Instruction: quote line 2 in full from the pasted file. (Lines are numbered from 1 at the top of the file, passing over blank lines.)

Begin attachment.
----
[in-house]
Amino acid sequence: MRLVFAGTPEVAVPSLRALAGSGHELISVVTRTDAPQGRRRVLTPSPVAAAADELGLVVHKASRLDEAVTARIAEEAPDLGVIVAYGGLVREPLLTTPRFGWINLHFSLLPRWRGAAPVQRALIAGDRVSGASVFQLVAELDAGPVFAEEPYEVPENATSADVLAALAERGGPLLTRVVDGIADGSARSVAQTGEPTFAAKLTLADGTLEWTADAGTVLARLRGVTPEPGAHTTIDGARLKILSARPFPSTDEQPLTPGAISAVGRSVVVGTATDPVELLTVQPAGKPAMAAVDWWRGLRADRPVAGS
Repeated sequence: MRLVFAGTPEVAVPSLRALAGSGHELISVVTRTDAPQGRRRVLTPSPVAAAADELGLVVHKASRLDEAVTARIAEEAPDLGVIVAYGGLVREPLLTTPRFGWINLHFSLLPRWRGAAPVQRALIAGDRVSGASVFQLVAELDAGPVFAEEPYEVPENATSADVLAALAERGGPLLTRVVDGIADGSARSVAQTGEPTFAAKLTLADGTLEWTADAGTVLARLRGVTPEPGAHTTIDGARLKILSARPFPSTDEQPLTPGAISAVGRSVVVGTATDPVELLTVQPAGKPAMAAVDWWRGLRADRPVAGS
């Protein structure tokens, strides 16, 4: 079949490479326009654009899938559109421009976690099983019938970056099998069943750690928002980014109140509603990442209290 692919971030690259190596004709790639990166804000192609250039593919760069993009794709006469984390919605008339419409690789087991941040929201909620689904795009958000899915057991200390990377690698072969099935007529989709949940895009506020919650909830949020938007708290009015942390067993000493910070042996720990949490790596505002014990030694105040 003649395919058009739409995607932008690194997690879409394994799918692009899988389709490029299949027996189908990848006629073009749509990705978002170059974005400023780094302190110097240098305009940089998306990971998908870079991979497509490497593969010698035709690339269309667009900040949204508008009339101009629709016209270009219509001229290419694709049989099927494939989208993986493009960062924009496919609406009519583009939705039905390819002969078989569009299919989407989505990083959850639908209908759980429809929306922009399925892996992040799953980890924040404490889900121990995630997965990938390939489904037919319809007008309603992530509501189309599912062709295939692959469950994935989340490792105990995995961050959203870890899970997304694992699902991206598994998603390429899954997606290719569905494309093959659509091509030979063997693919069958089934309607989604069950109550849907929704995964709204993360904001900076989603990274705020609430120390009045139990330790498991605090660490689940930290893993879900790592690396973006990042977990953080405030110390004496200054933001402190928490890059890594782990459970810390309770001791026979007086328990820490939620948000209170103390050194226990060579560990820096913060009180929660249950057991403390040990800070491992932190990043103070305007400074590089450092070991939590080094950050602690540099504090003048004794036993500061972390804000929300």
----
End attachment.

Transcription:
Amino acid sequence: MRLVFAGTPEVAVPSLRALAGSGHELISVVTRTDAPQGRRRVLTPSPVAAAADELGLVVHKASRLDEAVTARIAEEAPDLGVIVAYGGLVREPLLTTPRFGWINLHFSLLPRWRGAAPVQRALIAGDRVSGASVFQLVAELDAGPVFAEEPYEVPENATSADVLAALAERGGPLLTRVVDGIADGSARSVAQTGEPTFAAKLTLADGTLEWTADAGTVLARLRGVTPEPGAHTTIDGARLKILSARPFPSTDEQPLTPGAISAVGRSVVVGTATDPVELLTVQPAGKPAMAAVDWWRGLRADRPVAGS